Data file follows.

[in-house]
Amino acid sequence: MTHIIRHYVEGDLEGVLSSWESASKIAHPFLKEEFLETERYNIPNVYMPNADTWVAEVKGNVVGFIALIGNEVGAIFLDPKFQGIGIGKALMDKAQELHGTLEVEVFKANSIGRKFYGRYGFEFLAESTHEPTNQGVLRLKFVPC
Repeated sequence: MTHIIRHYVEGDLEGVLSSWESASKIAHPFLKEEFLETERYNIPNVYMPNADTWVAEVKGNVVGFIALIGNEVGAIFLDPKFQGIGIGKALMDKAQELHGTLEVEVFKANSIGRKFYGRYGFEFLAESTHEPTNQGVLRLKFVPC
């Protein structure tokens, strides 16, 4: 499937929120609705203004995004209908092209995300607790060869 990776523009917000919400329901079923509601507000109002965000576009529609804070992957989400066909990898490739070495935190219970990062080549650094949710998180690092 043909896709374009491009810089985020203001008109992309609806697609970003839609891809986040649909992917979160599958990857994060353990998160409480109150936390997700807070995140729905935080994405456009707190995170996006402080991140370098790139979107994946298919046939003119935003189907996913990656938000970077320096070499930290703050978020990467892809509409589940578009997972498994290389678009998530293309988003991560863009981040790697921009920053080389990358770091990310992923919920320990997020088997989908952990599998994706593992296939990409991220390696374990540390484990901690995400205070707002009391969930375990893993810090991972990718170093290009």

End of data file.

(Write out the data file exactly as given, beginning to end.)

[in-house]
Amino acid sequence: MTHIIRHYVEGDLEGVLSSWESASKIAHPFLKEEFLETERYNIPNVYMPNADTWVAEVKGNVVGFIALIGNEVGAIFLDPKFQGIGIGKALMDKAQELHGTLEVEVFKANSIGRKFYGRYGFEFLAESTHEPTNQGVLRLKFVPC
Repeated sequence: MTHIIRHYVEGDLEGVLSSWESASKIAHPFLKEEFLETERYNIPNVYMPNADTWVAEVKGNVVGFIALIGNEVGAIFLDPKFQGIGIGKALMDKAQELHGTLEVEVFKANSIGRKFYGRYGFEFLAESTHEPTNQGVLRLKFVPC
């Protein structure tokens, strides 16, 4: 499937929120609705203004995004209908092209995300607790060869 990776523009917000919400329901079923509601507000109002965000576009529609804070992957989400066909990898490739070495935190219970990062080549650094949710998180690092 043909896709374009491009810089985020203001008109992309609806697609970003839609891809986040649909992917979160599958990857994060353990998160409480109150936390997700807070995140729905935080994405456009707190995170996006402080991140370098790139979107994946298919046939003119935003189907996913990656938000970077320096070499930290703050978020990467892809509409589940578009997972498994290389678009998530293309988003991560863009981040790697921009920053080389990358770091990310992923919920320990997020088997989908952990599998994706593992296939990409991220390696374990540390484990901690995400205070707002009391969930375990893993810090991972990718170093290009």